The trove of documents released by the anti-privacy publication on Thursday details the CIA's CherryBlossom project, in which the intelligence agency has compromised Wi-Fi routers in private homes, public spaces, businesses and enterprise environments in order to gather information about specific targets. Passwords present little obstacle in many cases and the fact that remote infection is possible makes the implant very simple to install.
The CIA, as is to be expected, has neither confirmed nor denied the existence of the CherryBlossom programme nor the legitimacy of the leaked documents. Many models are also vulnerable to relatively easy exploits, which also makes them an attractive target for spying agencies. Although the document says that the hack was operational for 25 different models of routers from major manufacturers, it is likely that the real number was much higher. It particularly focused on wireless devices like routers and access points to gain access to user systems. The goal of the initiative is to replace a router's firmware with a CIA-modified version known as FlyTrap. A FlyTrap will beacon over the Internet to a Command & Control server referred to as the CherryTree.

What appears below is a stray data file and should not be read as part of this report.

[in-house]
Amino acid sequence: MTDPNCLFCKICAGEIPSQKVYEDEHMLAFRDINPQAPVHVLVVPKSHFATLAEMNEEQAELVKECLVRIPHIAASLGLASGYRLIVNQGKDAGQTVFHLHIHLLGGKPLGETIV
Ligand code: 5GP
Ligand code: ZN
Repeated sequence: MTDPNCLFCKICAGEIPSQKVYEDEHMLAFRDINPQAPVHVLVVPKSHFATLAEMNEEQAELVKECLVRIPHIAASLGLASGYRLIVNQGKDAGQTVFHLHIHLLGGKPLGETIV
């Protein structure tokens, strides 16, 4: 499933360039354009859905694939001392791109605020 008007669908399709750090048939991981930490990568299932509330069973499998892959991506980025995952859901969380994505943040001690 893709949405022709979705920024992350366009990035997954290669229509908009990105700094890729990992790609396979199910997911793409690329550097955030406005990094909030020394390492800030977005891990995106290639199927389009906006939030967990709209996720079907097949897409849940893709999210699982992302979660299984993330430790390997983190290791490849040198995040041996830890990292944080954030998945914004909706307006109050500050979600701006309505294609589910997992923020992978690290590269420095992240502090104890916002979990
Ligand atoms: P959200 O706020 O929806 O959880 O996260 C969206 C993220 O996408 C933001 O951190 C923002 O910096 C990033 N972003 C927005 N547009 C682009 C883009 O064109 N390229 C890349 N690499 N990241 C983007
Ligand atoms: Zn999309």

A FlyTrap can send data to the CherryTree containing device status and security information which is logged into the C&C's database.
Operators have a web browser interface called "CherryWeb" to check on the compromised "FlyTrap" devices and receive missions such as deploying exploits on targets connected to the routers.
Check out the full CherryBlossom documentation over on the WikiLeaks' website.
If the Central Intelligence Agency installs it, an agent monitoring the traffic through that router will be able to pick up information such as a person's passwords. The list includes various brands like Apple, Cisco, Belkin, Asus, D-Link, Linksys, etc.